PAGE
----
UK 'lacks skills' for major infrastructure, say MPs

A report from the House of Commons backbench public accounts committee (PAC) says that there is a shortage of project professionals to deliver the national infrastructure programme.

Furthermore, in an indictment of the Infrastructure Projects Authority, the report says that the silo structure of government means that sponsor departments are failing to learn from the failures of other departments.

The report, Delivering value from government investment in major projects, says that skills shortages coupled with a lack of robust evaluation of projects risks value for money

Skills shortages in technical and engineering disciplines are set to worsen as gaps in the UK’s workforce are compounded by competition from major global development projects, it says. Project management and design are also areas of concern, and skilled professionals in senior positions in particular.  Of 16,000 project professionals that are required to gain accreditation from the government’s major project leadership academy, only 1,000 have done so. This failure to build market capacity could result in higher prices for scarce skills, the MPs say.

In March 2023, the government major projects portfolio included 244 projects with an estimated total whole-life cost of £805bn. Despite this level of investment, the PAC believes that government departments are failing to devote the time and effort needed to ensure they maximise the value that comes from projects. Only 8% of the £432bn spend on major projects in 2019 had impact evaluation plans in place and around two-thirds had no plans at all. This is despite effective evaluation being required to provide evidence for what works, demonstrate value and to make the case for or against further investment. Thus decisions are being made in the absence of evidence, risking value for money.

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“There are signs of improved cross-government working but government still struggles to establish effective governance and accountability arrangements on the most complex projects where multiple departments are involved,” the report says.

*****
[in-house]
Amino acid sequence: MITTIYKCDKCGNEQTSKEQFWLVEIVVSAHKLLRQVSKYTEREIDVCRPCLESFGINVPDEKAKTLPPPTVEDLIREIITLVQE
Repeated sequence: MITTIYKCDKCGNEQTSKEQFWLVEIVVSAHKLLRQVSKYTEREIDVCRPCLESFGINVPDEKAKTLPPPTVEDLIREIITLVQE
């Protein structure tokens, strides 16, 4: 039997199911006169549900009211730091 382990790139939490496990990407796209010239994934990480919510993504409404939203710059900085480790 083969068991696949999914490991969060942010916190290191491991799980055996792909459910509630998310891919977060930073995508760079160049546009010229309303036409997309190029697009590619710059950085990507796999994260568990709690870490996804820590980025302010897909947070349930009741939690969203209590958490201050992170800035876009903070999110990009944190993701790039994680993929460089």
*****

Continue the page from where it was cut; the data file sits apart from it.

It adds: “There are government forums for the sharing of lessons about what works well in project delivery, such as the IPA-chaired Government Construction Board.  However, learning across government departments still does not occur systematically, and departments must think more broadly about lessons in maximising long-term value, rather than just about lessons in delivering similar projects. The IPA acknowledged it could do more to challenge departments to learn from one project to another. Our February 2024 report on cross-government working also highlighted a lack of routine data sharing between departments and poor arrangements for sharing best practice and learning.”

Public Accounts Committee chair Dame Meg Hillier MP said “Over the coming years, government spending on major infrastructure projects is set to rise to unprecedented levels. Such projects present unique and novel challenges which government must navigate if it is to secure value for public money. Without a robust market for essential skills in place, these are challenges the UK will fail to meet, as shortages push costs up in a globally competitive environment.

“All too often we see projects and programmes that are poorly managed and delivered late and over budget. The failure to ensure projects have robust impact evaluation plans in place is symptomatic of the short-term mentality dominating these processes. The government must encourage cross-departmental learning if we are to avoid repeating past mistakes.”

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